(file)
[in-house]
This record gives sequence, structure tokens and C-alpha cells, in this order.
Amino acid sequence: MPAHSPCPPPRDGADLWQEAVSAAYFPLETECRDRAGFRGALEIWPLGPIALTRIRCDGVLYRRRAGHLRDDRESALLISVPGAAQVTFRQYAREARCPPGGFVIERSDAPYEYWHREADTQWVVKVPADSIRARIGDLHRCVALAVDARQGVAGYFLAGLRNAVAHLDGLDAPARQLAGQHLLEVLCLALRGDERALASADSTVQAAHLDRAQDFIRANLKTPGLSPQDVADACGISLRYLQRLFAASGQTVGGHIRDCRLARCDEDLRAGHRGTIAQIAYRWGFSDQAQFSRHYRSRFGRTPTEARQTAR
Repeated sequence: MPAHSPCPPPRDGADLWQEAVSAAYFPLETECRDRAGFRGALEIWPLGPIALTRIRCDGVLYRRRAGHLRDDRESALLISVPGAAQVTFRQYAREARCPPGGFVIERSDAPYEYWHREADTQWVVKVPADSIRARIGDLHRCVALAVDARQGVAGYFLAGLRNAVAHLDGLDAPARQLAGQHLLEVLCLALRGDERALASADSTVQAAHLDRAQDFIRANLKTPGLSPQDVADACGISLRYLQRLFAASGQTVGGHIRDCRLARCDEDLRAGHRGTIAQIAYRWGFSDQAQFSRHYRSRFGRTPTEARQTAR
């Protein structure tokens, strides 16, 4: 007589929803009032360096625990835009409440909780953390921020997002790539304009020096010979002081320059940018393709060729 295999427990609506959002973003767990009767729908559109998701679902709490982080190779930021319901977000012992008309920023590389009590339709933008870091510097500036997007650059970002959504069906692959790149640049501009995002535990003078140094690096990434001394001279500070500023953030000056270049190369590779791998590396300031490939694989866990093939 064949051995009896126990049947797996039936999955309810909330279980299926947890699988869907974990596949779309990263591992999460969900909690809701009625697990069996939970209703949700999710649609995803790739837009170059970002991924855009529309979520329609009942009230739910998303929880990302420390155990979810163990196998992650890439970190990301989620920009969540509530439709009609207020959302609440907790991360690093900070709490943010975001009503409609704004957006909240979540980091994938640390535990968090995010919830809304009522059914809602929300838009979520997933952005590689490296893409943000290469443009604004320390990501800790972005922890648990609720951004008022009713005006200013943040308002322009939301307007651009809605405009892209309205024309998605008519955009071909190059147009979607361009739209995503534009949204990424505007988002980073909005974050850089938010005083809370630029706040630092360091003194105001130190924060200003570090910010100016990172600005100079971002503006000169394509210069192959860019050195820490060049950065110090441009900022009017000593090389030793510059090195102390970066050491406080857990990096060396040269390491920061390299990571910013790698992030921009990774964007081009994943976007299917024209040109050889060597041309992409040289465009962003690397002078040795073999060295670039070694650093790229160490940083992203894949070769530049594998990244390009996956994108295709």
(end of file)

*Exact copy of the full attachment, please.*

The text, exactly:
[in-house]
This record gives sequence, structure tokens and C-alpha cells, in this order.
Amino acid sequence: MPAHSPCPPPRDGADLWQEAVSAAYFPLETECRDRAGFRGALEIWPLGPIALTRIRCDGVLYRRRAGHLRDDRESALLISVPGAAQVTFRQYAREARCPPGGFVIERSDAPYEYWHREADTQWVVKVPADSIRARIGDLHRCVALAVDARQGVAGYFLAGLRNAVAHLDGLDAPARQLAGQHLLEVLCLALRGDERALASADSTVQAAHLDRAQDFIRANLKTPGLSPQDVADACGISLRYLQRLFAASGQTVGGHIRDCRLARCDEDLRAGHRGTIAQIAYRWGFSDQAQFSRHYRSRFGRTPTEARQTAR
Repeated sequence: MPAHSPCPPPRDGADLWQEAVSAAYFPLETECRDRAGFRGALEIWPLGPIALTRIRCDGVLYRRRAGHLRDDRESALLISVPGAAQVTFRQYAREARCPPGGFVIERSDAPYEYWHREADTQWVVKVPADSIRARIGDLHRCVALAVDARQGVAGYFLAGLRNAVAHLDGLDAPARQLAGQHLLEVLCLALRGDERALASADSTVQAAHLDRAQDFIRANLKTPGLSPQDVADACGISLRYLQRLFAASGQTVGGHIRDCRLARCDEDLRAGHRGTIAQIAYRWGFSDQAQFSRHYRSRFGRTPTEARQTAR
């Protein structure tokens, strides 16, 4: 007589929803009032360096625990835009409440909780953390921020997002790539304009020096010979002081320059940018393709060729 295999427990609506959002973003767990009767729908559109998701679902709490982080190779930021319901977000012992008309920023590389009590339709933008870091510097500036997007650059970002959504069906692959790149640049501009995002535990003078140094690096990434001394001279500070500023953030000056270049190369590779791998590396300031490939694989866990093939 064949051995009896126990049947797996039936999955309810909330279980299926947890699988869907974990596949779309990263591992999460969900909690809701009625697990069996939970209703949700999710649609995803790739837009170059970002991924855009529309979520329609009942009230739910998303929880990302420390155990979810163990196998992650890439970190990301989620920009969540509530439709009609207020959302609440907790991360690093900070709490943010975001009503409609704004957006909240979540980091994938640390535990968090995010919830809304009522059914809602929300838009979520997933952005590689490296893409943000290469443009604004320390990501800790972005922890648990609720951004008022009713005006200013943040308002322009939301307007651009809605405009892209309205024309998605008519955009071909190059147009979607361009739209995503534009949204990424505007988002980073909005974050850089938010005083809370630029706040630092360091003194105001130190924060200003570090910010100016990172600005100079971002503006000169394509210069192959860019050195820490060049950065110090441009900022009017000593090389030793510059090195102390970066050491406080857990990096060396040269390491920061390299990571910013790698992030921009990774964007081009994943976007299917024209040109050889060597041309992409040289465009962003690397002078040795073999060295670039070694650093790229160490940083992203894949070769530049594998990244390009996956994108295709």